For Matthew Quick, the author of “Silver Linings Playbook,” there was a long dark period before the hit film starring Bradley Cooper brightened movie screens.
Things started off beautifully in 2007 when The Weinstein Co. optioned the film rights to Quick’s 2008 debut novel, then in manuscript form. “The English Patient’s”s Anthony Mighella and the legendary Sydney Pollack both expressed interest in directing.
Then Minghella died in March 2008 and Pollack in May of that year.
“We felt cursed,” says Quick, 39, reached at the Massachusetts home he shares with his wife, novelist Alicia Bessette. “Waiting for this film, it was like waiting for a sunrise.”
Still, the eventual film adaptation directed by David O. Russell (who also adapted the screenplay) has become a sensation. It’s been nominated for eight Academy Awards and has earned nearly $100 million.
In the movie, Cooper plays a bipolar man, obsessed with his estranged wife, who returns home after his mom gets him released from a psychiatric hospital. Jennifer Lawrence, a troubled but sexy neighbor, is the unlikely love interest.
Quick was not involved with the film, spending only a day on the set. Although the movie differs from his novel, Quick “loves” Russell’s adaptation and is happy that it has encouraged more openness about mental illness.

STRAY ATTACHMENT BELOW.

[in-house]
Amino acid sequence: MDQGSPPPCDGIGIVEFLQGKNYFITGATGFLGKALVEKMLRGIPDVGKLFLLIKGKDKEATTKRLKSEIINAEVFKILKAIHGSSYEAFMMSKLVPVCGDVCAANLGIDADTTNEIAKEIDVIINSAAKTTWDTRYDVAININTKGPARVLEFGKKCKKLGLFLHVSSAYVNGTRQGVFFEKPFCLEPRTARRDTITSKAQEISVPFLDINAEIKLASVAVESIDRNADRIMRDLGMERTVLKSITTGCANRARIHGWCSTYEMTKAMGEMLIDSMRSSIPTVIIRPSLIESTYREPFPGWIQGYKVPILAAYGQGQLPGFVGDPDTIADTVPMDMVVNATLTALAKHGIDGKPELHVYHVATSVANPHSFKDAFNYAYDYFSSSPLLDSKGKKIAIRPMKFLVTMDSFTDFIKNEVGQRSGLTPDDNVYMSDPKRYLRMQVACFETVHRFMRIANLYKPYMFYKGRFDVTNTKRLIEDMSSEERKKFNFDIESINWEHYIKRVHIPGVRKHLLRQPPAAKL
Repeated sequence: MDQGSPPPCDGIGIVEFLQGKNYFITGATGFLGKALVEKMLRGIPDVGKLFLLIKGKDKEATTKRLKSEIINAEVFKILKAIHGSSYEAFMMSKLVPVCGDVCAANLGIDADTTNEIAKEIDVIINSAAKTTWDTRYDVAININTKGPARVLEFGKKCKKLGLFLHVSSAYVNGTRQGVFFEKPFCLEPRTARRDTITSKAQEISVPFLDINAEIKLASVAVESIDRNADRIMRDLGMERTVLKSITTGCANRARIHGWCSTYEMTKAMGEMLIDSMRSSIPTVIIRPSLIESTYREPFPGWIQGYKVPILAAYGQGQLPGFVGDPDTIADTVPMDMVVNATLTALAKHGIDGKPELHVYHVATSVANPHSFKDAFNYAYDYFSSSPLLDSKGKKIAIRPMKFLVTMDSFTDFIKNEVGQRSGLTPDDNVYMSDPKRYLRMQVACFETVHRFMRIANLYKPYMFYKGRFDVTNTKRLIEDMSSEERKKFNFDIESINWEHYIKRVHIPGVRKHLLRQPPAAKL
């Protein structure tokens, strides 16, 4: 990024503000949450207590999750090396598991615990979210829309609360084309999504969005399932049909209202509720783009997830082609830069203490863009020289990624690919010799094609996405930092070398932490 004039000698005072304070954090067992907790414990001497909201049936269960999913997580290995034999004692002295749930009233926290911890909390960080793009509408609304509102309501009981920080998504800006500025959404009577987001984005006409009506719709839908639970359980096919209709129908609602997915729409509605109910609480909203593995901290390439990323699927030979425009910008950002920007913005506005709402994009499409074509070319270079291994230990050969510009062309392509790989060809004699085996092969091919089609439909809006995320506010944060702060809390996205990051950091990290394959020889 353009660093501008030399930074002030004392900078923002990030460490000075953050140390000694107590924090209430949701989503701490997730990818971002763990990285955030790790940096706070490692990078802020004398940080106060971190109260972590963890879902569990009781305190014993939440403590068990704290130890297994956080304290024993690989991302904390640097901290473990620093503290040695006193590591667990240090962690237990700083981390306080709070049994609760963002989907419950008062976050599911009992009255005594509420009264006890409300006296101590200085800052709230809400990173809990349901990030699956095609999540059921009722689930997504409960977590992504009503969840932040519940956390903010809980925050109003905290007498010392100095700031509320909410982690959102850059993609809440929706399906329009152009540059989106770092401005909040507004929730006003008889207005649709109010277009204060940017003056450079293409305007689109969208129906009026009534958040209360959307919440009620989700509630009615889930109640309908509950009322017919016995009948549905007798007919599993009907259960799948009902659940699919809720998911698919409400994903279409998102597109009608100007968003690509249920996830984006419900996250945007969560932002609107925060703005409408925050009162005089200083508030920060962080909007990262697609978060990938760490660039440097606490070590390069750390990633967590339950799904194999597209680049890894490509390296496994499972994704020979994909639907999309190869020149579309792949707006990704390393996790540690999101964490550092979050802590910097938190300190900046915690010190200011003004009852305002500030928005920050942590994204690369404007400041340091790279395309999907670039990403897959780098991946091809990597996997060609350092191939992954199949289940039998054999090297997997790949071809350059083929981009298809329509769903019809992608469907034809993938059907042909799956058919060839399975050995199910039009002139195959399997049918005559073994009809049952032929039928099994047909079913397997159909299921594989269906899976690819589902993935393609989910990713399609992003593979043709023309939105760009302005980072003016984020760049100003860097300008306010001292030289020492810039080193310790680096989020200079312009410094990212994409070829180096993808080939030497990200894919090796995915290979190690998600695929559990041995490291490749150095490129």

Is he going to Los Angeles for the Oscars? “My wife says we’re going!” says Quick.
Without her encouragement, Quick might be still be teaching English and coaching soccer and basketball at a highly competitive public high school in New Jersey.
While he encouraged his students to follow their bliss, “I polished the bars of my prison,” Quick says. Instead of pursuing his dream of writing fiction, he kept thinking about how he “had tenure and a house in a great neighborhood.”
Why didn’t he write while teaching?
No time, says Quick, who remains in touch with many former students. Between classes, practices and games, he was leaving the house at 6:30 a.m. and coming home past 11 p.m. most school days. Weekends were devoted to correcting papers written by 80-plus students, all aiming for top colleges.
Quick’s decision to quit “was a last-ditch effort to save myself,” he says. His wife arranged for them to live with her parents so he could do nothing but write. “It was a scary time,” says Quick. “I was raised in a blue-collar town where you don’t take handouts.”
Like his characters, the New Jersey native was and remains a Philadelphia Eagles fanatic, who, along with his siblings, still attends every home game, commuting 10 hours round-trip. “My book is about the universal language of sports and fathers,” he says.
Although Quick’s novel received admiring reviews when it was published in 2008, it was the movie that put the book on USA Today’s Best-Selling Books list. Released in October 2012, the movie tie-in edition hit the list on Jan. 3, 2013. The novel is currently No. 12, its highest ranking. There are 171,000 copies in print; 100,542 copies of the e-edition have sold.
In addition to Silver Linings, Quick has written three novels for young adults.
His second adult novel will be published early next year by HarperCollins. “The Good Luck of Right Now” tells the story of an isolated man in his late 30s in search of a new family after the death of his mother.
And yes, for Matthew Quick, at least, history does repeat itself: DreamWorks already has optioned the novel.
Gannett News Service